Artists Share Spotlight in Weeklong Fest

Visual arts events during the Spotlight festival this week exuded a vitality which showed in no uncertain terms that the physically handicapped artists who created them were too busy embracing life to feel thwarted by their disabilities.

More than 200 artists from seven Asian countries have been taking part in “Spotlight, An Asian Festival for Inclusive Arts” that will end Sa­tur­day night.

Japanese artist Mitsushima Ta­kayuki, who lost his sight as a child, made colors sparkle on glass Mon­day as he created an abstract scene out of a few lines of paint on two glass panels. The piece and his oth­er works—geometric shapes with contours in relief for blind people to also enjoy—are ex­hibited at Gas­o­lina through Saturday.

Kok Leong of Singapore, who is paralyzed from the neck down, is showing his watercolors at Meta House until Sunday. He will demonstrate how he paints by holding brushes in his mouth at the Cam­bodia Trust offices located in the grounds of the Calmette Hospital Friday and at Gasolina on Saturday.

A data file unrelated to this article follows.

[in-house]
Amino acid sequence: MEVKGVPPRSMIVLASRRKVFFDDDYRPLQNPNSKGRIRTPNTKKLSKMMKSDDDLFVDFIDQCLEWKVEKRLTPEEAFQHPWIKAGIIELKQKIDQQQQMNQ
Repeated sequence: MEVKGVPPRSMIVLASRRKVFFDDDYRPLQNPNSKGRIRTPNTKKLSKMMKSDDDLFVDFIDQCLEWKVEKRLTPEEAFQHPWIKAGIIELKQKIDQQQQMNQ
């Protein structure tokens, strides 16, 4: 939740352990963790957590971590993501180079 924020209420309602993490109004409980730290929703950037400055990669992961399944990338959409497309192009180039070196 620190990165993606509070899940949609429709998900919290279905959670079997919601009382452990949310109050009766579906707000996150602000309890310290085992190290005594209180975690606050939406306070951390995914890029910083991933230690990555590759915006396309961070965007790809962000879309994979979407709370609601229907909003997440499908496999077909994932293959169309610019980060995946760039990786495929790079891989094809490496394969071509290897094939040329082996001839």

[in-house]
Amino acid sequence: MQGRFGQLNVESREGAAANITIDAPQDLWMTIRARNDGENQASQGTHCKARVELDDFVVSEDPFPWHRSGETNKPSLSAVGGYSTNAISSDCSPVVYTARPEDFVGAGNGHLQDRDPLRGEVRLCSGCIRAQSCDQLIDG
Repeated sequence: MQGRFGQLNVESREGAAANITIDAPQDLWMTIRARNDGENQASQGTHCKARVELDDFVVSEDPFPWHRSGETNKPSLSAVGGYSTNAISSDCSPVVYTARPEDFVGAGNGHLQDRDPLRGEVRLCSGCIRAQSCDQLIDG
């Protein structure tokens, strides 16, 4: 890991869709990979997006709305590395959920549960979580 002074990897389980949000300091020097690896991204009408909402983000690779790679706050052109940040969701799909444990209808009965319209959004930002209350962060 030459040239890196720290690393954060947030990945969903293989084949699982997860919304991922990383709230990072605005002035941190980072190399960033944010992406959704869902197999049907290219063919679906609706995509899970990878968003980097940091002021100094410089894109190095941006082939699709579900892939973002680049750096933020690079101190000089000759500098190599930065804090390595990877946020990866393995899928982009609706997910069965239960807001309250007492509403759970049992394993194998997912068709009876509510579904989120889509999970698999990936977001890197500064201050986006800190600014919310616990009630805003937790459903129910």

Also Friday, nearly-blind Singa­porean artist Chng Seok Tin will guide visitors in a touching tour of her maze of red banners at the French Cultural Center.

Tonight’s schedule includes foreign and Cambodian artists mixing traditional dance and hip-hop, puppetry and percussion on stage at Sovanna Phum Theatre and Thai jazz pianist Yuttana Srimulchai performing at the Art Cafe.

On Saturday, the public is invited to take part in an all-day workshop on creativity at Gasolina, and attend a Japanese drum performance by Koshu Roa Taiko and a puppet show by Japan’s Hitomi Deaf Pup­pet Theater at Chenla Theatre. Ad­mission is free to all events.

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